http://www.treeofpeacesociety.info/tree ... pageID=290
Tekaronianeken, meaning "Where two skies come together", was born at home at Akwesasne Mohawk Nation Territory in 1941. He married Judy Point of Akwesasne and they raised seven children together.
For over thirty years, Jake was a Mohawk Sub-chief and representative of the Mohawk Nation of the Haudenosaunee (Iroquois) Confederacy. In holding the position as a leader of the Akwesasne Mohawk Nation his responsibilities included presiding over thanksgiving ceremonies, birth and marriage ceremonies, counseling, funeral rites, and the politics of the nation and confederacy.
In addition to nation and community responsibilities, Jake has been involved in many political activities over the years, which are an indication of his commitment to the plight of the Indigineous people of the Americas. Jake's involvement with politics began in the late 1960’s when Native People across America were fighting for their Human and Treaty Rights. Participating in the 1969 International Seaway Bridge Blockade was just the beginning of many initiatives of activism for Jake Swamp. Jake Swamp was of the delegation that was involved with the negotiations after the Wounded Knee occupation, participated in the Longest Walk, and was also a part of the Ganienkeh Land reclamation. He attended the Russell Tribunal in the Netherlands, and has traveled to Geneva, Switzerland as a delegate of the Haudenosaunee Iroquois Confederacy.
Jake has inspired a new generation of Mohawk leaders and teachers who are now taking the place of Elders in the communities of the Iroquois and was directly involved in the creation of the Akwesasne Freedom School - a Mohawk language immersion school of critical acclaim that has been an inspiration to many First Nation peoples in the United States and Canada. He was also director of an environmental education project and introduced aqua-culture to the community of Akwesasne. He aso managed C.K.O.N Radio Station in which he developed a Mohawk language program with the elders of Akwesasne. Jake has inspired hundreds of people of many races and cultures through working with a number of influential organizations.
In 1982, Jake Swamp initiated the Tree of Peace Society http://www.treeofpeacesociety.info/index.php which is based on the teachings of the Peacemaker and the formation of the Haudenosaunee (Iroquois) Confederacy. The mandate is to provide a historical review of the contributions of the Iroquois Confederacy and to re-enact the tree planting ceremony by buying the weapons of war involving all races and creeds to uphold the principles of the Great Law of Peace.
The Tree of Peace Society was sanctioned by the Mohawk Nation Council of Chiefs in 1985 and by the Grand Council of the Haudenosaunee as an effective means of pursuing and implementing cultural and environmental education. The Tree of Peace Society was incorporated as a 501(c)3 Non-Profit corporation in New York State in 1994.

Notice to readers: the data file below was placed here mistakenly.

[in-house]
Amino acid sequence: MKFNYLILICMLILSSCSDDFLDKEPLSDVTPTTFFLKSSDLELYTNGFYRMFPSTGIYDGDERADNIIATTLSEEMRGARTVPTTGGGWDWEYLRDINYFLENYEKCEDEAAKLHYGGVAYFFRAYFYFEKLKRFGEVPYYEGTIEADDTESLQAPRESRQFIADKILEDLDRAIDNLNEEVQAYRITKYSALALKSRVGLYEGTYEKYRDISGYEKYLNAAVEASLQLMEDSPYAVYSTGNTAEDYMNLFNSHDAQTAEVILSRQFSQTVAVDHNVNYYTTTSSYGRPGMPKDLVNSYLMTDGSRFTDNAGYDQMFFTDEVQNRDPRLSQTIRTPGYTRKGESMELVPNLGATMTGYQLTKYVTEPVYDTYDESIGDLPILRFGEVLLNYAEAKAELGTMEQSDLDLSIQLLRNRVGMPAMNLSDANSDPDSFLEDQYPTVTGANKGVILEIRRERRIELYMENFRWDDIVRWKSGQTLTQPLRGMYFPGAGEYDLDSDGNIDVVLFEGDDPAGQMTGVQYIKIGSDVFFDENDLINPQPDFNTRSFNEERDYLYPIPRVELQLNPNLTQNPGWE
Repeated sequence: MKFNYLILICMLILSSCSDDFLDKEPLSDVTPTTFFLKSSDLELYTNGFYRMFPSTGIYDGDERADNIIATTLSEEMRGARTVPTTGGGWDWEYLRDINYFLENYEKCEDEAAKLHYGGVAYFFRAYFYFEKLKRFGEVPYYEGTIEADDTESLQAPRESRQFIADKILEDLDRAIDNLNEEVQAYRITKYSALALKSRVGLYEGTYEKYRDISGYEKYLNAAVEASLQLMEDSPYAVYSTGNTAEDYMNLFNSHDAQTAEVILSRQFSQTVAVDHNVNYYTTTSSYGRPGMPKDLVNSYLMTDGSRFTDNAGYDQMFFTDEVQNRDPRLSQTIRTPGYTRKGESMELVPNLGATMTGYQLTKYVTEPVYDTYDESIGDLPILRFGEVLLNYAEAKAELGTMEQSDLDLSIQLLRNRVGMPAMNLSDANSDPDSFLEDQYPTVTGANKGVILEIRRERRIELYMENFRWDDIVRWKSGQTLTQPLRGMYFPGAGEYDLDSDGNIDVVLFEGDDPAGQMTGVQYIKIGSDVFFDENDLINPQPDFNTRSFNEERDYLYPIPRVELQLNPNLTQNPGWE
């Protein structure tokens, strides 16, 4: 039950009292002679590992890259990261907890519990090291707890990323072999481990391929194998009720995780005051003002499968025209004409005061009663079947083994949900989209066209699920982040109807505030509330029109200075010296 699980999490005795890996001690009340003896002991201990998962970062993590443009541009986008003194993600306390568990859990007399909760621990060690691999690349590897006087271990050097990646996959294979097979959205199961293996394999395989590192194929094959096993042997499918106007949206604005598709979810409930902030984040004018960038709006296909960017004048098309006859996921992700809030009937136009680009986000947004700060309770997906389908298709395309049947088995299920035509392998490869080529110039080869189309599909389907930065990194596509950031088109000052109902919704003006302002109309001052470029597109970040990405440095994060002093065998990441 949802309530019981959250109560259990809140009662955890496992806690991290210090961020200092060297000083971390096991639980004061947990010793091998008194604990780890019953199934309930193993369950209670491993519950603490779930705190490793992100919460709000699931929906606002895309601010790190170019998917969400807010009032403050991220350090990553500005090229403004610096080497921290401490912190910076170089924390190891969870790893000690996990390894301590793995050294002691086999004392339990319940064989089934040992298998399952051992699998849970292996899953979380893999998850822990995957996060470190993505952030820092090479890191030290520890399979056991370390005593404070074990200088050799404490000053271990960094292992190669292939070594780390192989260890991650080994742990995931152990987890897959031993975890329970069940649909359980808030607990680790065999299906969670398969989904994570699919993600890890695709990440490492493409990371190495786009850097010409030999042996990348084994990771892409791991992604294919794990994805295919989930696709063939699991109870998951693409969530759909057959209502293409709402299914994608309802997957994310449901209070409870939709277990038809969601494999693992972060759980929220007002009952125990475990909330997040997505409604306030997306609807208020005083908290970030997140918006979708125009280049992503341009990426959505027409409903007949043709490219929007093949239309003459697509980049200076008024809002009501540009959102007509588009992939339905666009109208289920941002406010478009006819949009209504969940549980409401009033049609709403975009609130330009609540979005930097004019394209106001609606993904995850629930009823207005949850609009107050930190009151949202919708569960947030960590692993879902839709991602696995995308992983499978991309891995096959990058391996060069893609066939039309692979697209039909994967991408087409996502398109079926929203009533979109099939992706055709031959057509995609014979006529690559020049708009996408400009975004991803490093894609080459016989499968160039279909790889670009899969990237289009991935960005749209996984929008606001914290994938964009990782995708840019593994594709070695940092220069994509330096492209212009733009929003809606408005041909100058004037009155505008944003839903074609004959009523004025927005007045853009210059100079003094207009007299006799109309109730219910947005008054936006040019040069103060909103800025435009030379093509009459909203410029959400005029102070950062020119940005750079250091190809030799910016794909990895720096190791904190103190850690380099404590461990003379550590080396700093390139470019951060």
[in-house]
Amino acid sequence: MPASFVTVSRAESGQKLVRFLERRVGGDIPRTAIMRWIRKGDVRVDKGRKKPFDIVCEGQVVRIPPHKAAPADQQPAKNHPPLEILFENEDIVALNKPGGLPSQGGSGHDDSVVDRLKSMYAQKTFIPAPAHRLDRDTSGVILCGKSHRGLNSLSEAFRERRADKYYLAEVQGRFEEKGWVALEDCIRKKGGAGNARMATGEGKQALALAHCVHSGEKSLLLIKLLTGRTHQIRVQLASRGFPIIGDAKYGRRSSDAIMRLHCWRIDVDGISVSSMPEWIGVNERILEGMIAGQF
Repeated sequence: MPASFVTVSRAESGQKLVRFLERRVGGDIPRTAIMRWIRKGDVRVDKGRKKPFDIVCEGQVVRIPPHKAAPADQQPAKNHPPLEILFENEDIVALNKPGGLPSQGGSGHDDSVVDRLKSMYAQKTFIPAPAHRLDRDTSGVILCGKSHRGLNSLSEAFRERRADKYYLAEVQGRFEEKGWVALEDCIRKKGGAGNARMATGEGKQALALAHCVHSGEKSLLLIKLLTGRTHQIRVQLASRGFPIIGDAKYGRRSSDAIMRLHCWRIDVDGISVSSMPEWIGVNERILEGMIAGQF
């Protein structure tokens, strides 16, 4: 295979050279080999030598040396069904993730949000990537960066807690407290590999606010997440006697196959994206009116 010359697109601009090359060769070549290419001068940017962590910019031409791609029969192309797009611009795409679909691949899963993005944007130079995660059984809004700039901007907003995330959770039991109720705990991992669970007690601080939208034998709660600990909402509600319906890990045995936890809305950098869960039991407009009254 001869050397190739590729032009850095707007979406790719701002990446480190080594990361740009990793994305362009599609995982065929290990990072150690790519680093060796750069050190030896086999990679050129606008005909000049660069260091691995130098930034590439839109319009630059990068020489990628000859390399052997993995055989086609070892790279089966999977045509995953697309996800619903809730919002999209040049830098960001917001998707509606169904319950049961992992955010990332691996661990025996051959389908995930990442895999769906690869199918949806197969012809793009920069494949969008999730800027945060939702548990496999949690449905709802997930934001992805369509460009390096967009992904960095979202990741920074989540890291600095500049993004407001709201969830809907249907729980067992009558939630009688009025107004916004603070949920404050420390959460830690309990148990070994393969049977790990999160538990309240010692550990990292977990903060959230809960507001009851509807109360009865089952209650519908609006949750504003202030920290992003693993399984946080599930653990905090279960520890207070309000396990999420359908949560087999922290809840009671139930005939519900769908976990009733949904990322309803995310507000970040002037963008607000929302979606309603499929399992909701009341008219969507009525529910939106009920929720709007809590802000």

As result of his thirty years experience as a sub-chief of the Mohawk Nation and international ambassador, Jake has been traveling around the world, doing tree planting ceremonies in diverse places such as Israel, Australia, South America, England, Belgium, Holland, Switzerland, Italy, Morroco, Japan, Thailand, France, Germany and Sweden. He has also planted a tree at St. Johns' Cathedral in New York City and over twenty colleges and universities in the United States and Canada. Through his tree planting efforts, Jake has inspired the planting of over 200 million trees. He continues to inspire many college students of all races and backgrounds through his extensive lecturing schedule which takes him to over 10 universities and other speaking engagements a year.
Jake has appeared on the television program Five Hundred Nations, which has become educational software; Ancient Prophecies which aired in 1994 on NBC, Finite Oceans which aired on the Discovery channel in 1994; and educational display videos for the Carnegie Museum in Chicago. Jake is the author of the children's book Giving Thanks, A Native American Good Morning Message (Lee & Low Books), which has been translated into five languages and was featured on the PBS television show Reading Rainbow. Jake also authored The Peacemaker's Journey audiocassette produced by Parabola Magazine (1996).
YouTube Videos:Jake Swamp currently serves as President of the Tree of Peace Society and maintains an active schedule of lectures, workshops and tree plantings. He was previously employed with the Mohawk Council of Akwesasne facilitating the "Men for Change" program at the Iethinistenha Family Violence Shelter, working with men on domestic violence issues. Today he works as a cultural advisor for the Mohawk Council of Akwesasne's Child and Family Services. Jake continues to reside in Akwesasne with his wife Judy. Their family has grown to include 23 grandchildren and 13 great grandchildren.